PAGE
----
Fig Variety Details


Figue d’Or

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DFIC 300

DFIC 300, Angelica, Angelique, Melette, Petite Figue Grisé, Coucourelle Blanche, Madeleine, Madeleine de Deux Saisons, Early Lemon, Fique dOr

Variety Strains

As Angelique: As figs go it seems [Thomas Jefferson] grew Marseilles, Angelique, and Brown Turkey with the Marseilles fig being his favorite. It is a medium yellow fig with a very good taste and perfumed. The problem is ... only Read nursery in England sells it.  Medium roundish fruit which are yellow with white specks. Flesh white with pink tinge. Good for pots. Does well on walls in a greenhouse.

Accession was collected. 09-Mar-2006. California United States
Locality: Collected from the residence of the Harrison Family in Healdsburg, CA. This material was originally from Todd Kennedy's collection before going to the Harrison property. Collectors: Kennedy, Todd, California Rare Fruit Growers. Hansen, Jenny, USDA, ARS. Comment: Donated to NCGR, Davis. Accession was donated. 09-Mar-2006. California United States. Donors: Kennedy, Todd, California Rare Fruit Growers; Harrison, Terry. Comment: Donated to NCGR, Davis.

Condit Monograph

As Angelique: (syns. Melette, Petite Figue Grisé, Coucourelle Blanche, Madeleine, Early Lemon, Figue d’Or). See Rolland (1914) for synonymy. There are many descriptions of this variety. The most noteworthy ones follow. Merlet (1667), La Quintinie (1692), Liger (1702), Tournefort (1719), Duhamel (1768, 1809), Weston (1770), La Brousse (1774), Rozier (1787), Le Berryais (1789), Mirbel (1802), Noisette (1821, 1829), Bory de Saint Vincent (1824), Lindley (1831), Couverchel (1839), M’Intosh (1855), Dochnahl (1855), Forney (1863), Hogg (1866), G. S. (1867), Barron (1868b), Du Breuil (1876), Hyde (1877), Coleman (1887b), Watts (1890), Massey (1893), Burnette (1894), Eisen (1901), Starnes (1903), Starnes and Monroe (1907), Evreinoff (1947), and Condit (1947). The color illustration by Duhamel (1809) shows a small, green fig with short, thick neck; the one by Barron shows a spherical fig, badly split at the apex; it is also figured by Starnes, and by Condit (1941a, fig. 2, D)

Confusion has existed as to the identity of this variety, as well as its synonyms. La Quintinie (translation by Evelyn) referred to “the little grey fig, almost of a tawny color, called Melette in Gascony.” Tournefort described it as Melette or Coucourelle, of small size and tawny color. Duhamel (1768) quoted Tournefort, then described the fruit as very large, of a yellow color. Bernard (1787) disagreed with Duhamel, and believed the description of Tournefort characterized the variety Coucourelle Brune better than Angélique. Practically all later writers describe the color as yellow. Mirbel called it Angélique or Melette, and stated that it was cultivated in nearly all parts of France. Figue d’Or, P.I. No. 18,880, and Madeleine, P.I. No. 18,890, both of the Chiswick collection, proved to be identical at Riverside. In view of the descriptions reviewed and of the specimens of Madeleine fruiting at Riverside, we are inclined to agree with Hogg, with G. S., and with Barron, rather than Eisen, that Madeleine is synonymous with Angélique. The Madeleine listed by some authors as a synonym of Blanche (Versailles) is different from the variety treated here. New French, described by Earle (1900), and by Price and White (1902), and listed as promising by Reimer (1910), is probably identical with Angélique.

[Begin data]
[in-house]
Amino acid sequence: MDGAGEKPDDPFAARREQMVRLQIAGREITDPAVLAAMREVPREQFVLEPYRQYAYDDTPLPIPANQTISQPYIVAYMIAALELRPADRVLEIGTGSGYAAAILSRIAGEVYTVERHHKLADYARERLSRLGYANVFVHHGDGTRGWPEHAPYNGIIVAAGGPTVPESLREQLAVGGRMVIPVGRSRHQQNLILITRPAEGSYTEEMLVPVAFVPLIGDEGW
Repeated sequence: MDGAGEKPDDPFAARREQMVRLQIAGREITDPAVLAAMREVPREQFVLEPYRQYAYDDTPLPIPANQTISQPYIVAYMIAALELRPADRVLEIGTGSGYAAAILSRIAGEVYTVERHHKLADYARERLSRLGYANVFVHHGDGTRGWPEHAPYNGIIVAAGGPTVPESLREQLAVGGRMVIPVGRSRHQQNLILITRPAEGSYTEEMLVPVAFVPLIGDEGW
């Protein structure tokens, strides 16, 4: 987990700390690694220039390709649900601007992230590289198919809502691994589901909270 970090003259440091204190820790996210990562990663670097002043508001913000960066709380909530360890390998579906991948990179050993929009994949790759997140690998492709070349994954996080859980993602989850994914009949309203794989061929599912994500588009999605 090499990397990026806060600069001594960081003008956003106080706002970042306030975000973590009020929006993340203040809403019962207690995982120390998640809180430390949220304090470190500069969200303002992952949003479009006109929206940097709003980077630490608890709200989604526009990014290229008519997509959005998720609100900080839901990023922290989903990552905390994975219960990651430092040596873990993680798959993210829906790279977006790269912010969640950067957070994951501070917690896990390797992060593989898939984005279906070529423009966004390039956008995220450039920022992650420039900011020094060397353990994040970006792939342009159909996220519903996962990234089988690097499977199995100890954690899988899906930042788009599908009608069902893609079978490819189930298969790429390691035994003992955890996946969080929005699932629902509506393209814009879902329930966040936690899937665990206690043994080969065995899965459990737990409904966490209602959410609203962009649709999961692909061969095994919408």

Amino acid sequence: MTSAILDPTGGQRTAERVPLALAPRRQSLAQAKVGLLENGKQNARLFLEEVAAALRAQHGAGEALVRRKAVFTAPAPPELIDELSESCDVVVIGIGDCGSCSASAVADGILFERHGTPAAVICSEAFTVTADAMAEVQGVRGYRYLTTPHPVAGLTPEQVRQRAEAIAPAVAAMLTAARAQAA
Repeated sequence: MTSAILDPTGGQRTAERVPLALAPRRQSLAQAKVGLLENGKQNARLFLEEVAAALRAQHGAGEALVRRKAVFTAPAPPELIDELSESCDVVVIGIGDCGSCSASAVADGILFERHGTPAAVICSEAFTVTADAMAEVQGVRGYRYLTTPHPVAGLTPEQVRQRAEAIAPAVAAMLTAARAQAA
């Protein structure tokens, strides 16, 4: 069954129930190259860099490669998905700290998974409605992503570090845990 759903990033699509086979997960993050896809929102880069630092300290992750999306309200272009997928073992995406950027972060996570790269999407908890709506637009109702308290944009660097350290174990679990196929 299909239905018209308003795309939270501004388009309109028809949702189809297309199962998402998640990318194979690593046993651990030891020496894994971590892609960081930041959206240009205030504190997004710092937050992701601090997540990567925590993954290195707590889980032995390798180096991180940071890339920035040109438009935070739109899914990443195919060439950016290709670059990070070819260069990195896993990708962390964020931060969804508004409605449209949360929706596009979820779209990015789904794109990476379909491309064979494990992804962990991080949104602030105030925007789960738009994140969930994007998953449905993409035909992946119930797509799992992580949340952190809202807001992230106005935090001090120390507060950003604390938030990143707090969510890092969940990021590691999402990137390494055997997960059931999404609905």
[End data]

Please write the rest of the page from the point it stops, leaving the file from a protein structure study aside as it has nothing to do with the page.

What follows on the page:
Angélique is found in California only in collections. The tree is moderately vigorous, bearing two crops. The leaves are variously described as “more entire than any other,” and “longer than broad, and often have only three lobes.” Leaves of Riverside trees are medium, mostly 3-lobed; upper surface dull; upper sinuses rather shallow and narrow; base subcordate to truncate; margins coarsely crenate.

Breba crop fair to small; fruits medium, up to 2 inches in diameter, turbinate- spherical; neck very short and indistinct; stalk 1/4 inch long, swollen toward the apex; ribs present, narrow; eye large, open, scales chaffy, bordered with pink, often brightly colored; surface waxy or glossy; color lemon yellow, with white flecks few and inconspicuous; pulp light strawberry, hollow at the center. (Plate 21, C.)

Second-crop figs very similar in appearance to the brebas, but smaller in size; average weight 32 grams; shape oblate-spherical, without neck; stalk up to 3/4 inch long, often curved, and prominently swollen at the apex; fruit of beautiful appearance on account of the waxy surface, bright yellow color, and rosy eye scales; pulp light strawberry to almost amber, hollow, as shown by Condit (1941, fig. 11, C); flavor insipid; quality poor. Very susceptible to insect infestation through the open eye, and to subsequent spoilage. (Plates 8; 14, D.)

Figs incompletely parthenocarpic, many fruits dropping when small; caprified specimens much the same as uncaprified ones in size and color, but with pulp bright strawberry in color.

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